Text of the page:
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bobbyveee
2/7/2018 11:28 EST

Excellent advice, but finally its your eyes and ears that will find the 'right' place and never buy property for atleast the first year, its very easy to buy, but very difficult to sell.

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belizelenny
2/7/2018 11:56 EST

Made the move in 2002..Had places in San Pedro, San Ignacio, Ranchito Village, Corozal Town. Made my full time home at Cerros Sands.

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5allan1
2/7/2018 14:39 EST

I did a research study back in the day correlating personality type with different areas of relocation in Belize. (Dedicated to terrific)
I will summarize by stating that Ambergris attracts extroverted bourgeois denizens with bottomless bank accounts who enjoy granite countertops and inebriated parties and dining daily at Estels
Placencia is Ambergris Lite
Cayo and Toledo are for hardy back to the land tree huggers who enjoy raising mushrooms and ducks.
Corozal is for sensible stable middle class retirees who like the idea of being close to decent medical care, Home Depot, and affordable vintage wines,
Belize City is for criminology buffs.
Nobody bothers with Orange Walk

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belizelenny
2/7/2018 18:05 EST

LOL. But pretty much right on..

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mgammo
2/7/2018 19:07 EST

Well Allan, that is an interesting perspective. I know some pretty interesting Gringos in Corozal whom I would not classify as sensible. I know some that I would call sensible. There are some watering holes there as well that can be full on a given afternoon. I think it takes a certain personality type to function at a high degree in a third world country. I found that most people I met fell into that category. It is not for every body that is a fact.....Personally, I like it there. I do like being able to get back to the US for my hair products..: )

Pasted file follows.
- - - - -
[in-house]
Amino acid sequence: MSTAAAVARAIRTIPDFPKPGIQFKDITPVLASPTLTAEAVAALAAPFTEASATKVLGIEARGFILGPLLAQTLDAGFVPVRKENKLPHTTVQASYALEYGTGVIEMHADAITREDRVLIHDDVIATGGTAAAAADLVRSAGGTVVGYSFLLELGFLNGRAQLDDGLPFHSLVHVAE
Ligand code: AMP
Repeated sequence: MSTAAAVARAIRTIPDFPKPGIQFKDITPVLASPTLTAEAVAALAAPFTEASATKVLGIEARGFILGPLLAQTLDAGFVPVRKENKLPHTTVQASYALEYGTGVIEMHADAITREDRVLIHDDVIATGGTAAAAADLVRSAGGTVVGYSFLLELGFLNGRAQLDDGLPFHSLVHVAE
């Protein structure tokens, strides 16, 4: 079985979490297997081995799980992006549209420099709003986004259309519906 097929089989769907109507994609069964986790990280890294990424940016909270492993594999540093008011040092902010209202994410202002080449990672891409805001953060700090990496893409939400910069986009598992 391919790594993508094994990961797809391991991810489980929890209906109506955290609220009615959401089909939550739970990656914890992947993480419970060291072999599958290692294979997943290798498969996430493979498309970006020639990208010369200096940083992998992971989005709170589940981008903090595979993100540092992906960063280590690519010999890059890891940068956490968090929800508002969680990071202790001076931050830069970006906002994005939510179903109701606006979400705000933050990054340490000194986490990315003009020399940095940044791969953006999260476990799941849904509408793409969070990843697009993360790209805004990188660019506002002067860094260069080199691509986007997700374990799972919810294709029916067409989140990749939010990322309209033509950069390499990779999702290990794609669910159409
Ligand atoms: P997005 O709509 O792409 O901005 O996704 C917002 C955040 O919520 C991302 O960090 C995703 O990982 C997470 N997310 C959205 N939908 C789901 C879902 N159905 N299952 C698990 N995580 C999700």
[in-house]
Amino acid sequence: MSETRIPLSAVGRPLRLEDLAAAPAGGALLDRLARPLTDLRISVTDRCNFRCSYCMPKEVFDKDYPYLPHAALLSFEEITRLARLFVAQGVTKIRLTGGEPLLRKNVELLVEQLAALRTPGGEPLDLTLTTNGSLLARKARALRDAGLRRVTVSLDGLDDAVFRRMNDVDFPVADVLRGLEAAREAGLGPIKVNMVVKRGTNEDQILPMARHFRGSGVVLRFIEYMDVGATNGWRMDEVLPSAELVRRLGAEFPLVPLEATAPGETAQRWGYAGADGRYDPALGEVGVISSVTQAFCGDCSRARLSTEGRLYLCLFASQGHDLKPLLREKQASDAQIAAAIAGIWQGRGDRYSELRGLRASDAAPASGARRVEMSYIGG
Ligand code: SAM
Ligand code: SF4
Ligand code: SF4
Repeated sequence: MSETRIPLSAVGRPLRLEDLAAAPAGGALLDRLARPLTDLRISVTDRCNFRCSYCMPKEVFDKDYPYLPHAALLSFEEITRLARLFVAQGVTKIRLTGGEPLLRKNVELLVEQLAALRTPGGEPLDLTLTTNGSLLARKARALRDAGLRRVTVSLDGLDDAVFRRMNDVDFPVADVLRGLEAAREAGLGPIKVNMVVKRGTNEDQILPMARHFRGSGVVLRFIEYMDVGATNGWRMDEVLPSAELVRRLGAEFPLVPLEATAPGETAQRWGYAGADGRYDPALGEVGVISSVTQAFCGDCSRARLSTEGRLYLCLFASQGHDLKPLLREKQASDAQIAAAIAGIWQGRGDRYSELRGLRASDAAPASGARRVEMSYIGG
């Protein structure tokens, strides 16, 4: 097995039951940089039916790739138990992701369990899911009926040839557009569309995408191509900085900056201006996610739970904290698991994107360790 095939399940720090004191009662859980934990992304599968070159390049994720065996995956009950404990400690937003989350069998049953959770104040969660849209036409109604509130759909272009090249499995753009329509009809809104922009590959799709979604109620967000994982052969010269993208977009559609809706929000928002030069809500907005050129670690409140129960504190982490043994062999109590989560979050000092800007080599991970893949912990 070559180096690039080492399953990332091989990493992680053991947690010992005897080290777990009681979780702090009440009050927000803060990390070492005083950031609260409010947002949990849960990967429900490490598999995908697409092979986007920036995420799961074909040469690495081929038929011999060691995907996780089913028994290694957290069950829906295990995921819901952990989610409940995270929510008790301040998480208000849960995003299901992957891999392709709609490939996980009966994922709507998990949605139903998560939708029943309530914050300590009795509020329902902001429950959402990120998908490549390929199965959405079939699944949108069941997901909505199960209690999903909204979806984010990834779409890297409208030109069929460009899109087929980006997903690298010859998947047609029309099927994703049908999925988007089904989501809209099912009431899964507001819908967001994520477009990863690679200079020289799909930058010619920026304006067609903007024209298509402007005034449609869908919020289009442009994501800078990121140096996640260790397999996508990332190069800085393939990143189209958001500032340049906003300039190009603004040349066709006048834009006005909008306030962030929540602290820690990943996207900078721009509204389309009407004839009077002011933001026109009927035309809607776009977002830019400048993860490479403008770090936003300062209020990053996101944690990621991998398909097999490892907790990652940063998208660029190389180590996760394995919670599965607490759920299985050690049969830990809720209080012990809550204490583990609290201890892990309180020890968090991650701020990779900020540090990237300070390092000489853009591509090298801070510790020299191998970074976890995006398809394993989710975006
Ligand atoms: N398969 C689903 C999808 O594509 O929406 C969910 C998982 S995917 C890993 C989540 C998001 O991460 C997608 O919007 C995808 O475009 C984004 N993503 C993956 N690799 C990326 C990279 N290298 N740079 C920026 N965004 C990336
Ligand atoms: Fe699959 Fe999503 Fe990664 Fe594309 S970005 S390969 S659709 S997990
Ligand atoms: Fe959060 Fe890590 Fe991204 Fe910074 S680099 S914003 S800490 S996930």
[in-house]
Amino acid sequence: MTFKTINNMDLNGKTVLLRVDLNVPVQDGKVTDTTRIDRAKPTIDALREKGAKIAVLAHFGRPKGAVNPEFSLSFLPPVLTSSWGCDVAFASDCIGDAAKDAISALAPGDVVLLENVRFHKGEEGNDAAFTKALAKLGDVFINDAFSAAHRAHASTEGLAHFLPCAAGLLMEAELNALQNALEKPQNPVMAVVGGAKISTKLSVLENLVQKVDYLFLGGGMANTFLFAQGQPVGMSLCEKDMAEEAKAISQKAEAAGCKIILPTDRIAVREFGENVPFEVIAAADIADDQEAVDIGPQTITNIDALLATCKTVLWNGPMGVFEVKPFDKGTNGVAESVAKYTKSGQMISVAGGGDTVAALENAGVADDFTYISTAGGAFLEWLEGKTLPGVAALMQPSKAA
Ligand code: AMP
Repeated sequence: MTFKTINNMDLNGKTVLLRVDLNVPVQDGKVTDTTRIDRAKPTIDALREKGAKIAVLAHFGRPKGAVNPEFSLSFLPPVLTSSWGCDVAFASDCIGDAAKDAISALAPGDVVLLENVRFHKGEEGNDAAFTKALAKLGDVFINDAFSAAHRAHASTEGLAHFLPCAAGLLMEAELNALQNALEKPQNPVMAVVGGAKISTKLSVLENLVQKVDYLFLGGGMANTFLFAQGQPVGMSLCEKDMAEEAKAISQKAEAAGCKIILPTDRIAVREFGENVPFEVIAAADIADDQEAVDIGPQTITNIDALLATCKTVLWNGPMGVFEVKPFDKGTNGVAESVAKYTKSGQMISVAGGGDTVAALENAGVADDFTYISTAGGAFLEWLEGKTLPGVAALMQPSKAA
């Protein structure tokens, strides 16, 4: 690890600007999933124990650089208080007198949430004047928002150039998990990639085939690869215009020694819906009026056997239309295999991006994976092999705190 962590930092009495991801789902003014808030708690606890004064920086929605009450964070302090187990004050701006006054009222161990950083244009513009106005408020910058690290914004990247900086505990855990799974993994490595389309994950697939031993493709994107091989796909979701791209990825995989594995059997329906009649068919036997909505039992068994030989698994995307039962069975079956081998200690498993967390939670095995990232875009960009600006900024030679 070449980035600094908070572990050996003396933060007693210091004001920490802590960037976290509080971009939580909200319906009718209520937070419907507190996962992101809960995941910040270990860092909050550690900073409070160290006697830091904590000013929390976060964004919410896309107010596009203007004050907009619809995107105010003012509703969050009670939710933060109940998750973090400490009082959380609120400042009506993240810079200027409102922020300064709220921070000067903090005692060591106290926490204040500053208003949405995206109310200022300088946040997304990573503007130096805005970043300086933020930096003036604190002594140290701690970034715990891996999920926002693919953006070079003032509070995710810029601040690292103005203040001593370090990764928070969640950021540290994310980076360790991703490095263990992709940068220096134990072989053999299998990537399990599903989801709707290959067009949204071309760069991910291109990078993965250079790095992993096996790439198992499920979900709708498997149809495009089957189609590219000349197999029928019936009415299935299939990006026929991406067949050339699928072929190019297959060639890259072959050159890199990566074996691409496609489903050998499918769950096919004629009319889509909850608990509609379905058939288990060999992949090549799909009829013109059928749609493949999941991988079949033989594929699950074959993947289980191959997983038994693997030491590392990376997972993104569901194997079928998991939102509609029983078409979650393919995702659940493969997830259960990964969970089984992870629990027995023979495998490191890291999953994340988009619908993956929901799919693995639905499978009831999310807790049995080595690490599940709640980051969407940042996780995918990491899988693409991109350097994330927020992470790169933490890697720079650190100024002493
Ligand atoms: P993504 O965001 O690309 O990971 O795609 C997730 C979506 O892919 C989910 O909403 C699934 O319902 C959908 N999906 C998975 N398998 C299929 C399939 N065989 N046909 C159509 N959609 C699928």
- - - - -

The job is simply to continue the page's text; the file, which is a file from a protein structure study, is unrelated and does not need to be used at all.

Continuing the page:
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toddwinston
2/7/2018 20:42 EST

...our place is in Corozal town. It is super laid back and quiet with plenty of expats/retirees to socialize with (if you want). The islands ambergris and cay caulker are totally not our style. It is a steady stream of tourists, I can not speak to any other areas as I have not stayed long enough to comment.

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mgammo
2/8/2018 09:26 EST

My place is in Corozal as well. I feel like I am in a pin ball machine riding in a golf cart when I am in San Pedro. A few days of the frenetic energy is about all I can take. The Cayo is a pretty area, I have only been a couple of times. Corozal is a sleepy bayside town and it is that vibe that I prefer. The expats there seem to have a fairly tight knit community. They have a garden club, and kind of a darts club that meet weekly I believe. I know some who run across the border to Chetumal to shop and go to movies. I know some who run up to those casinos. My favorite past time in Corozal is to either sit in the park and people watch, or walk along the bay. I guess it just depends on what appeals to you and what you think will meet your needs....